Hank Willis Thomas discusses gun violence and the urgent need for alternative memorials
Charmaine Picard for The Art Newspaper - 31 October 2019
A host of the artist’s exhibitions and public projects open in various locations across the US open this year
Hank Willis Thomas is making some of the most urgent, timely art in the US. With a knack for adopting popular icons and signs, whether in the form of sporting imagery or memorable photographs of historic events, he takes on key issues, including racial injustice and gun violence, and the historic events underpinning them, like colonialism and slavery, as exemplified in his photographic series Strange Fruit (2011). His work assumes numerous forms – from photographs and video to public sculpture – and the breadth of his work is reflected in his first-ever museum survey, which has just opened at the Portland Art Museum in Oregon. Meanwhile, he has an array of public projects being unveiled this year—on the High Line in New York and at the foot of the Brooklyn Bridge—and next, in Boston and Seattle.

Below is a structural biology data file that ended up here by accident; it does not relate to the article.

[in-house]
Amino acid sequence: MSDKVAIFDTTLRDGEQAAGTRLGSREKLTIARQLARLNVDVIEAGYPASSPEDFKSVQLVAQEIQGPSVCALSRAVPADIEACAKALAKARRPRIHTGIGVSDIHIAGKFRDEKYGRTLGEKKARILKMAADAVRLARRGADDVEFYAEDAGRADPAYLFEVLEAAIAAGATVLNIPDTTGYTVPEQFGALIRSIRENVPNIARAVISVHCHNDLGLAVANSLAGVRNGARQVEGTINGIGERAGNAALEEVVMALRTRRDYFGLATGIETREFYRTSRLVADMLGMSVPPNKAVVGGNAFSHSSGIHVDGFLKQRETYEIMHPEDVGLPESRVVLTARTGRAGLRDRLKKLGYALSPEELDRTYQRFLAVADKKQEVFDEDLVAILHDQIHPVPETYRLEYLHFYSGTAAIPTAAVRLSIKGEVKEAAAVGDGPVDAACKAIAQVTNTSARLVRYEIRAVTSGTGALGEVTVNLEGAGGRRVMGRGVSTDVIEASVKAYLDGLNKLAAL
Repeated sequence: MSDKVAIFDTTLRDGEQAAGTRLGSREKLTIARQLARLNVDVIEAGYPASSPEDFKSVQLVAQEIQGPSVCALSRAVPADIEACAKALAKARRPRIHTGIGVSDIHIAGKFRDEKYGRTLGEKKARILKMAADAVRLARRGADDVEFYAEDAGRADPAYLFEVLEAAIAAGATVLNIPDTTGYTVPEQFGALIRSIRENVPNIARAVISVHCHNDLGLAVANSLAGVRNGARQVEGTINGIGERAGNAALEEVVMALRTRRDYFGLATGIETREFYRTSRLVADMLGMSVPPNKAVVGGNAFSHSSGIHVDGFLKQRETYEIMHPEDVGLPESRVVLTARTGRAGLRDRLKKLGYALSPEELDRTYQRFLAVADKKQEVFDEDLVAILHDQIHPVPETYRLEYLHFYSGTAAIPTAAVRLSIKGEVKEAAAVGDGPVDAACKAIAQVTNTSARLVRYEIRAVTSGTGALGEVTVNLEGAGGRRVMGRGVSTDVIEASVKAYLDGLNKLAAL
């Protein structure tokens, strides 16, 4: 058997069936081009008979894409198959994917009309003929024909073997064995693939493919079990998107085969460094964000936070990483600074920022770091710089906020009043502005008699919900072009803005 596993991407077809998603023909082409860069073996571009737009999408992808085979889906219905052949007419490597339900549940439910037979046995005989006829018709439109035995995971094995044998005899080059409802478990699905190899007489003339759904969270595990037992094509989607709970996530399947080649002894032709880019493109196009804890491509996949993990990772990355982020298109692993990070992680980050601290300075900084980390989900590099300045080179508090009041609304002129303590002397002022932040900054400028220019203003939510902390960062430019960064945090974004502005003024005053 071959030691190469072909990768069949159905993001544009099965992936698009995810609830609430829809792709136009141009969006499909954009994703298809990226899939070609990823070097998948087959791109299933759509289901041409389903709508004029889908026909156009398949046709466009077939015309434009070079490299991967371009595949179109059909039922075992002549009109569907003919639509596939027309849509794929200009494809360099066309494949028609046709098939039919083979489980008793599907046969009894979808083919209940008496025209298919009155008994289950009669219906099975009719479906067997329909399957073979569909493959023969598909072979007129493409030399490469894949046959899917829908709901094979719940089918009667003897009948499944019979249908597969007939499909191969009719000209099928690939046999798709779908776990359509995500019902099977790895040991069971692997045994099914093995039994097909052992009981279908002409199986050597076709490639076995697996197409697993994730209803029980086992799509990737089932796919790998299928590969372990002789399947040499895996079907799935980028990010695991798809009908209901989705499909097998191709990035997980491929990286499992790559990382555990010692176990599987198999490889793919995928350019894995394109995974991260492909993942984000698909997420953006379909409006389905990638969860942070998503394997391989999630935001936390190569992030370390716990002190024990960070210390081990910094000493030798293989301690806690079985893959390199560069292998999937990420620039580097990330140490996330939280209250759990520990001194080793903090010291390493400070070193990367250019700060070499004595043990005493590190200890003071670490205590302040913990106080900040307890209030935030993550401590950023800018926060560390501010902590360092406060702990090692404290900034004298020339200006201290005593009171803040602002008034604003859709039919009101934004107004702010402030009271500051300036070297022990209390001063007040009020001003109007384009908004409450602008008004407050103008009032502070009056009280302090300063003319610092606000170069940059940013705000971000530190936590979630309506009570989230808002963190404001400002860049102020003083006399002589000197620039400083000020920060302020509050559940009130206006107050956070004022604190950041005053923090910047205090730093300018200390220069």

The Art Newspaper: Mass shootings in US cities like Gilroy, El Paso and Dayton are on the rise. Can you talk about your commissioned work on gun violence at the Portland Art Museum?
Hank Willis Thomas: There are beautiful memorials to presidents and to victims and fallen soldiers of foreign wars on the Washington Mall. Here in New York, we have World War I and World War II memorials, and we have yet to have a memorial for the American soldiers and civilians who died in the wars in Iraq and Afghanistan, where we lost nearly 10,000 American soldiers in the past 20 years. During that same time, more than 200,000 people have been shot and killed in this country. And there is no discussion about how to memorialise the lives of American citizens who fall victim to weapons of war at home.
Since my cousin, Songha Willis Thomas, was murdered as a victim of gun violence in 2000, I’ve been asking myself: “How do you measure life? How do you memorialise life?” The Portland commission is a flag-based work, where each of the 14,719 five-pointed stars commemorates a person who died from gun violence in 2018. These stars represent our American mythology and iconography.